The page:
Now, dear brethren, let me pause for one moment to press upon you and upon myself this question: Do I welcome that Christ with the full conviction that He is the Son of God? It seems to me that, in this generation, the question of questions, as far as religion is concerned, is the old one which Christ asked of His disciples by the fountains and woods of Caesarea Philippi: ‘Whom say ye that I, the Son of Man, am?’ Can you lift up your face to meet His clear and all-searching eye, and say: ‘Thou art the Christ, the Son of the living God’? If you can, you are on the way to understanding Him and His work; if you cannot, His life and work are all wrapped in darkness for you, His death robbed of its truest power, and your life deprived of its surest anchor.

II. Now, there is a second lesson that I would gather from this miracle—the voluntary submission of the Son to the bonds from which He is free.

He bids His disciple pay the tribute for Him, for a specific reason: ‘Lest we should offend them.’ That, of course, is simply a piece of practical wisdom, to prevent any narrow or purblind souls from stumbling at His teaching, by reason of His neglect of this trivial matter. The question of how far religious teachers or any others are at liberty, when they are not actuated by personal motives, to render compliance with ceremonies which are of no value to them, is a wide one, which I have no need to dwell upon here. But, turning from that specific aspect of the incident, I think we may look upon it as being an illustration, in regard to a very small matter, of what is really the essence of our Lord’s relation to the whole world and ourselves—His voluntary taking upon Himself of bonds from which He is free.

Is it not a symbol of the very heart of the meaning of His Incarnation? ‘For as much as the children are partakers of flesh and blood He also Himself likewise takes part of the same.’ ‘He is found in fashion as a man.’ He chooses to enter within the limits and the obligations of humanity. Round the radiant glories of the divinity, He gathers the folds of the veil of human flesh. He immerses the pillar of fire in a cloud of smoke. He comes amongst us, taking on His own wrists the fetters that bind us, suffering Himself to be ‘cribbed, cabined, and confined’ within the narrow limits of our manhood, in order that by His voluntary acceptance of it we may be redeemed from our corruption.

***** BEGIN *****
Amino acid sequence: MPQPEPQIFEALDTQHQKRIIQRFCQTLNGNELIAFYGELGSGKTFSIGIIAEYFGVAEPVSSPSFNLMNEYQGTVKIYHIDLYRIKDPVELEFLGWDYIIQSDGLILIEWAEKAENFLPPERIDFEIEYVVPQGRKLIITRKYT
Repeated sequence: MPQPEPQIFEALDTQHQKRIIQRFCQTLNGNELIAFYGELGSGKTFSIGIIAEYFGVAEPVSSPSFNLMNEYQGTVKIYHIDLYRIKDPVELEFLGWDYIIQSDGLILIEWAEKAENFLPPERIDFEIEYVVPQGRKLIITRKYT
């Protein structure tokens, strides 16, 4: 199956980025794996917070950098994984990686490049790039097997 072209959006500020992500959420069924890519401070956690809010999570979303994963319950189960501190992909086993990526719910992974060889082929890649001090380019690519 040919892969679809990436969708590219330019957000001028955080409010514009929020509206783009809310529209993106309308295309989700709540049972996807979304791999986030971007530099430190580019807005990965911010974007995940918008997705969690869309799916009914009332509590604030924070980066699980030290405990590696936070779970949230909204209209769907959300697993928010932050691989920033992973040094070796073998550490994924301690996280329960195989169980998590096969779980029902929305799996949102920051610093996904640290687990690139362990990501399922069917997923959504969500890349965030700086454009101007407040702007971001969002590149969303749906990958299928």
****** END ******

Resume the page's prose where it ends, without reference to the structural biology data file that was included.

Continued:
Is it not a parable of His life and lowly obedience? He proclaimed the same principle as the guide for all His conduct, when, sinless, He presented Himself to John for the ‘baptism of repentance,’ and overcame the baptiser’s scruples with the words, ‘Thus it becometh us to fulfil all righteousness.’ He comes under the law. Bound to no such service, He binds Himself to all human duties that He may hallow the bonds which He has worn, may set us the pattern of perfect obedience, and may know a servant’s heart.

The Prince is free, but King’s Son though He be, He goes among His Father’s poor subjects, lives their squalid lives, makes experience of their poverty, and hardens His hands by labouring like them. Sympathy He ‘learned in huts where poor men lie.’

Is it not the rehearsal in parable of His death? He was free from the bonds of mortality, and He took upon Him our human flesh. He was free from the necessity of death, even after He had taken our flesh upon Him. But, being free from the necessity, He submitted to the actuality, and laid down His life of Himself, because of His loving will, to save and help each of us. Oh, dear friends! we never can understand the meaning and the beauty, either of the life or of the death of our Master, unless we look at each from this point of view, that it is His willing acceptance of the bonds that bind us. His own loving will brought Him here; His own loving will kept Him here; His own loving will impelled Him along the path of life, though at every step of it He trod as with naked feet upon burning iron; His own loving Will brought Him to the Cross; His own loving will, and not the Roman soldiers’ nails, fastened Him to it. Let us look, then, to Him with thankfulness, and recognise in that death His thorough identification with all the bonds and miseries of our condition. He ‘took part of the same that through death He might deliver them that by fear of death were all their lifetime subject to bondage.’

III. Then there is another lesson which I think we may fairly gather from this miracle, viz. that we have here the supernatural glory which ever accompanies the humiliation of the Son.